The Republican senator’s remarks came a day after Hong Kong Chief Executive Carrie Lam Cheng Yuet-ngor warned that the refusal to renew the Financial Times Asia news editor’s work visa should not be used to threaten changes to the city’s special status amid the escalating US-China trade war.

Although the city’s leader has refused to give the reasons behind the decision, it is widely believed that the move is tied to Mallet’s role in moderating a controversial talk by Hong Kong National Party founder Andy Chan Ho-tin as the acting president of the Foreign Correspondents’ Club in August. The separatist party was banned one month later on national security grounds.

Britain, the US and the European Union have all expressed concerns over Mallet’s visa refusal and urged Hong Kong to explain the decision, although Lam has said that the Immigration Department is not obliged to explain individual cases.

Several international papers including The New York Times and The Washington Post also expressed their concerns over the case on Tuesday in the US in respective editorials titled “China’s Media Crackdown Spreads to Hong Kong” and “China’s Authoritarian Export”.

Visa denial for Victor Mallet sends ‘chilling message’, Financial Times says

No international sanctions have been threatened, but the chief executive warned on Wednesday that any such actions would be “untenable and unfair”.

During a Legislative Council question-and-answer session on Thursday, Democratic Party leader Wu Chi-wai pressed Lam by asking if she had evaluated the risk to the city’s special status conferred by the United States-Hong Kong Policy Act.

Will Victor Mallet visa case damage Hong Kong's reputation for rule of law?

Lam said there were about 1,300 US companies in the city, adding: “These are of mutual interest between Hong Kong and the US, which require both governments to safeguard together.”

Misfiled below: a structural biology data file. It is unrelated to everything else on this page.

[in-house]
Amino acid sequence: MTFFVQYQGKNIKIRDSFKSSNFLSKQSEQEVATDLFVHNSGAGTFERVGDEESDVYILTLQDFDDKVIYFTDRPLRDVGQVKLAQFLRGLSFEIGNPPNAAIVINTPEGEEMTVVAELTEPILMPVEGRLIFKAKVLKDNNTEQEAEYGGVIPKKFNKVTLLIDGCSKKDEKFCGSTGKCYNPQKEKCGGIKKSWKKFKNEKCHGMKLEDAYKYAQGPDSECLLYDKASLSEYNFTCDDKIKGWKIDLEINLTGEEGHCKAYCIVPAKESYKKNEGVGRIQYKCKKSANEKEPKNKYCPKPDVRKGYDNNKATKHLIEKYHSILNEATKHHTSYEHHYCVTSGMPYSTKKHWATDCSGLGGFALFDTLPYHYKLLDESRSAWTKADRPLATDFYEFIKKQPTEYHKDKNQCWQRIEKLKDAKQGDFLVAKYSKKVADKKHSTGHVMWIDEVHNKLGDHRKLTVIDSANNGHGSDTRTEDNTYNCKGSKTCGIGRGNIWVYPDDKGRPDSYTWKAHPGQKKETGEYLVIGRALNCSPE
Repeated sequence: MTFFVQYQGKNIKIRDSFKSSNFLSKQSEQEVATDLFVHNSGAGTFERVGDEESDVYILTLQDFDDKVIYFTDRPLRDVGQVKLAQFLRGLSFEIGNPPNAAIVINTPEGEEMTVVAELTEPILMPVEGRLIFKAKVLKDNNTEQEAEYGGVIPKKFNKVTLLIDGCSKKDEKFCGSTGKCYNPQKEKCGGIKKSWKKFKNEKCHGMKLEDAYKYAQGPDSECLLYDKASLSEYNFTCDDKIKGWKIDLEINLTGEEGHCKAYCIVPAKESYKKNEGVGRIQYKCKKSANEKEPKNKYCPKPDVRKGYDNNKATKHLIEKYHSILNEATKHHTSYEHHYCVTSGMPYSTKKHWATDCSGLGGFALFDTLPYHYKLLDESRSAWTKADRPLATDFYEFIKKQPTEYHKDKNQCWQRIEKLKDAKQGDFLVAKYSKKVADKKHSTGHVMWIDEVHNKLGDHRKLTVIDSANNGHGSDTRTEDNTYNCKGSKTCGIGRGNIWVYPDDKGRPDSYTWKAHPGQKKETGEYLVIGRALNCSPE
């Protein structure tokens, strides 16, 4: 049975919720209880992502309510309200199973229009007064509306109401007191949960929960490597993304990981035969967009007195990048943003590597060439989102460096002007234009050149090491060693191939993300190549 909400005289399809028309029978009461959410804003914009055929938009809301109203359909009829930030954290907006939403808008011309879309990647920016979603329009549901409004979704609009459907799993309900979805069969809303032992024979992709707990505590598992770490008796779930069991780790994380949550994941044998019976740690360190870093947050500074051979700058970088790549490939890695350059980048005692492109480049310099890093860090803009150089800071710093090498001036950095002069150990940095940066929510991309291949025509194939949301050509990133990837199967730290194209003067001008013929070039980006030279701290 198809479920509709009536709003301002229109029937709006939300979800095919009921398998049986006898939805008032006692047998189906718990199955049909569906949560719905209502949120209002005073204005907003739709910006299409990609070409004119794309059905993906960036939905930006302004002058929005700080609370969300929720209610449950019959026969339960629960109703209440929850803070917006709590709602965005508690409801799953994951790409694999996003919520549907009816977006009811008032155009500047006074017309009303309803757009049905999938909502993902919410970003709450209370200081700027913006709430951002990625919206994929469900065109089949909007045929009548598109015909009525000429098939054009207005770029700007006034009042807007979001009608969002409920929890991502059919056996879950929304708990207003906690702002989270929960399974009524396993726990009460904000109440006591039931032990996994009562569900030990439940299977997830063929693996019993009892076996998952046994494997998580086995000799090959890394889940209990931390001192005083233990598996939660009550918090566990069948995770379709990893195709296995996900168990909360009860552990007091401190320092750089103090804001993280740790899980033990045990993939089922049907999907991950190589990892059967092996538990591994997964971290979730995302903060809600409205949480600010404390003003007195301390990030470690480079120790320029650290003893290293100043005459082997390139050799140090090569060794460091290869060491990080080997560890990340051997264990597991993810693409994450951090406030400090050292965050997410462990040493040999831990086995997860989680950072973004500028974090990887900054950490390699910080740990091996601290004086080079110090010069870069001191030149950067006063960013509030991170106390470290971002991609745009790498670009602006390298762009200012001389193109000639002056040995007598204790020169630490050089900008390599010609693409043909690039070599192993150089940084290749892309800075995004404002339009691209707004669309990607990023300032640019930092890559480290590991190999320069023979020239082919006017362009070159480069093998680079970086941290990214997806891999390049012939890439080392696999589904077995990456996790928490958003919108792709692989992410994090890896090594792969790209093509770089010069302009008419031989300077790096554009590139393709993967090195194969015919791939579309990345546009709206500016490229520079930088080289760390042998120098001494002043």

Earlier on Thursday, on a radio phone-in programme the chief executive attended, a caller surnamed Wong, asked Lam: “Even in MTR [stations], people are told ‘please stand behind the yellow line’ … Can you draw the red line clearer, so that we will not land in trouble in the future by talking to Chan?”

“You are now jeopardising the city and the country’s reputation,” he added.

Lam replied that the government was clear on two bottom lines: “We would absolutely not tolerate any advocacy of Hong Kong’s independence. We drew that untouchable bottom line. On immigration policy, we also need to stand firm on the line that the immigration director will not disclose the rationale behind his decision.”

Lawmaker Ted Hui Chi-fung, Wu’s party colleague, directed a similar question to the chief executive at the Legco session. Hui asked Lam why she remained tight-lipped about the reason for the visa refusal, while assuring him that the government always took a stance of safeguarding freedoms.

“You dare not admit the real reason,” Hui said of the immigration decision. “That’s not honourable.”

Lam rebutted the claim by taking aim at Hui’s arrest for common assault over snatching a phone from a female civil servant at Legco in May.

“A gentleman uses his tongue not his fists,” she said. “That’s a basic principle.”

Separately, a Hong Kong government spokesman said: “The HKSAR Government reiterates that foreign legislatures should not interfere in any form in the internal affairs of the HKSAR.”

Additional reporting by Tony Cheung